I thought of that old saying last night after watching about an hour and a half’s worth of public comment before the City Council. The Corona virus has blown away many old customs and one of the casualties was the public comment session. God knows I have wasted many hours of my life getting aggravated about some issue, going down to the city council chambers, and talk at a bored and impatient council, who would be chafing at the bit wanting to get to their regular business so they could get to go home before midnight.
Well, the pandemic has swept the old away, and has given us Zoom, which enables you to talk to the council from the comfort of your own home. You can arrange a classy background. Hang up some prints, clean up any clutter and tell your roommates to stay out of view. You have your own microphone in your computer and the acoustics are perfect.
I sat and listened to these young people talk about their experiences with the Northampton Police, and after awhile I began to see the issue. If half of what they were saying was true, Northampton police have a culture of arrogance toward young people and minorities. Maybe they don’t mean to be arrogant, but just having that uniform and a gun and hanging around with other police will give you that attitude that they know better than you do what is going on and your concerns are most likely silly and trivial. The woman chief is a nice person and does what she can, but the rank and file are predominately male, and predominately into body building. They are aching, I think, to put someone down on the ground. The woman chief is political window dressing. It says that Northampton’s police are a gentle new age type of police. They aren’t.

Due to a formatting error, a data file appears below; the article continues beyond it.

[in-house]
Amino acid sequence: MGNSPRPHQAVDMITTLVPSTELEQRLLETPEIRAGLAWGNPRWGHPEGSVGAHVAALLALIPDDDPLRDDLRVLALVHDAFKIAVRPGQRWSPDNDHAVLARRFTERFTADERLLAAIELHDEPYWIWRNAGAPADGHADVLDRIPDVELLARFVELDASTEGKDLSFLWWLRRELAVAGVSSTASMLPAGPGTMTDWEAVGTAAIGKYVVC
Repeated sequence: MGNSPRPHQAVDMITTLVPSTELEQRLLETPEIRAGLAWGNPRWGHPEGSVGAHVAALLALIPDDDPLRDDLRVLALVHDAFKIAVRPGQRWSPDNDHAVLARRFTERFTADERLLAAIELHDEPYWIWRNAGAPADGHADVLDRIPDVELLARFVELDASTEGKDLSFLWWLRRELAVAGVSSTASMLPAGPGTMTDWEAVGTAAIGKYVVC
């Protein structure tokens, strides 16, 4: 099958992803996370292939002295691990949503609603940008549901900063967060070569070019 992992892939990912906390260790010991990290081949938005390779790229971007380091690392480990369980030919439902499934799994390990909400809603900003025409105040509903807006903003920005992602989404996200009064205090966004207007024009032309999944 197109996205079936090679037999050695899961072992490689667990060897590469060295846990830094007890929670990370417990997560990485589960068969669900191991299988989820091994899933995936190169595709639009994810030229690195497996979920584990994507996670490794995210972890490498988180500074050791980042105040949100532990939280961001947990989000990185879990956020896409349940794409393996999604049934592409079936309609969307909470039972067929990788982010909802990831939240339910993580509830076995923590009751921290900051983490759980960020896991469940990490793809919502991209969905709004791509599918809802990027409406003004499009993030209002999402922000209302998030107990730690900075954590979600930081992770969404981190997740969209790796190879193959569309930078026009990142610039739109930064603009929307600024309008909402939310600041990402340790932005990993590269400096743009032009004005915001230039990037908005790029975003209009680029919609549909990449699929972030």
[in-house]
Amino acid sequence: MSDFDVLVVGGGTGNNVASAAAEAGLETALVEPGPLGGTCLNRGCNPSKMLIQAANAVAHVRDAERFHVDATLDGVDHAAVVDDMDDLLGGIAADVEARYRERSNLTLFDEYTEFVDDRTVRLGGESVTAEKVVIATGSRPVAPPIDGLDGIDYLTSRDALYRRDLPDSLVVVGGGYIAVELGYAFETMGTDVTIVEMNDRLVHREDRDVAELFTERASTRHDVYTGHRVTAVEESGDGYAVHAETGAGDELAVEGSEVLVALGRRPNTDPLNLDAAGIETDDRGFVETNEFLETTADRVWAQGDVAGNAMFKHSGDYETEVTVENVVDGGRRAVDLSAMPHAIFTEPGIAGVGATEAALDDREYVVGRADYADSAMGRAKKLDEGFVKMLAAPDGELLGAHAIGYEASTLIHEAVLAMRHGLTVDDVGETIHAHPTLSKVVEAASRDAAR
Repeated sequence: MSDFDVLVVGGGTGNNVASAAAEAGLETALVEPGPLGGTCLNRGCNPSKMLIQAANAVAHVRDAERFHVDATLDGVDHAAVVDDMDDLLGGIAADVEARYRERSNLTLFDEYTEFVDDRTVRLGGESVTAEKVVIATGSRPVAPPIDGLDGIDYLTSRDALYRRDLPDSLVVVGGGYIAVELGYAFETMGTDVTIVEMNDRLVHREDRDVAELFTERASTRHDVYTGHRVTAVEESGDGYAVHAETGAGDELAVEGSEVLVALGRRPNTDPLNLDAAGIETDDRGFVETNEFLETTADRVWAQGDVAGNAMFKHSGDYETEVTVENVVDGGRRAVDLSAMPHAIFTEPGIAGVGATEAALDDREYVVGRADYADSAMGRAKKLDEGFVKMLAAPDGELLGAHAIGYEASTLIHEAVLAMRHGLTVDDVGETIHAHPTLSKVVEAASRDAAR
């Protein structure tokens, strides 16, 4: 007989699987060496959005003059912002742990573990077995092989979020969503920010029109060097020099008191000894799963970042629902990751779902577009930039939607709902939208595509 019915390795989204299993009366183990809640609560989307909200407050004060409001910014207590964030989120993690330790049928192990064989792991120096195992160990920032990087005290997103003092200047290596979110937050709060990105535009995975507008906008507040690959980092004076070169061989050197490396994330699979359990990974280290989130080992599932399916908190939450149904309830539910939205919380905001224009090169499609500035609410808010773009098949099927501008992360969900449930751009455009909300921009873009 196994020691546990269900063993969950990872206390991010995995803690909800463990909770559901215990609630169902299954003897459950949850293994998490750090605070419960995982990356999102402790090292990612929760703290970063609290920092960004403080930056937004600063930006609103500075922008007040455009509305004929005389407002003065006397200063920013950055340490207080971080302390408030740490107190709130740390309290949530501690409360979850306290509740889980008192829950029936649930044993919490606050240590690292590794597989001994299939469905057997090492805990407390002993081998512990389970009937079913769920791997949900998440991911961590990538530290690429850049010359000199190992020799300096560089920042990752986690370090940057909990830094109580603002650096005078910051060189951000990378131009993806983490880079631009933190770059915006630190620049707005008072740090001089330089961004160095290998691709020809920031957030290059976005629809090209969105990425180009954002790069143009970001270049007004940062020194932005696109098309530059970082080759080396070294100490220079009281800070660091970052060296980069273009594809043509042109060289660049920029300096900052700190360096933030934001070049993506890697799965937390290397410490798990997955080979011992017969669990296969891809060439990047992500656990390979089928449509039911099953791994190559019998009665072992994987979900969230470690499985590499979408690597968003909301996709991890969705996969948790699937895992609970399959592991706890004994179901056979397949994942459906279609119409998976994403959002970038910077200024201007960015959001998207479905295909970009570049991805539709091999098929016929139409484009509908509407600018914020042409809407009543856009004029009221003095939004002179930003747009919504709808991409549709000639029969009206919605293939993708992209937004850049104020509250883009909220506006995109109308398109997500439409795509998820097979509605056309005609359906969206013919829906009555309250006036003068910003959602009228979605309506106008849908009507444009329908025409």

My feeling is that the gun is an important issue in any reform. Guns should be locked up in a shift supervisor’s vehicle, and parceled out to police only in case of emergencies. Social workers and nurses go into scary situations without guns. Guarding the public safety means empathy. It means being smart about how to de-escalate issues. Maybe part of any orientation for police would be living for a couple weeks in a public housing unit.
A lot of the problem is boredom. We need to jettison the paramilitary structure. The cop’s life is not a happy one. You write out reports that go nowhere. You appear before the City Council, say nothing, and get your citation for bravery. You say “Yes sir” a lot. The chief talks to God, and God says this is the way things are.
I spent quite a bit of time as a social worker/organizer in Northampton public housing, and a lot of the problems that the police responded to were due to a generalized unhappiness with the conditions they were living under. The bad guys that lived in their neighborhood were never evicted. The bad conditions were often due to someone’s laziness and indifference. I’ve known a number of really good Northampton cops, but they are old-timers and now have retired. The poison pill is the State Police domination of training. They are turning out soldiers, not police.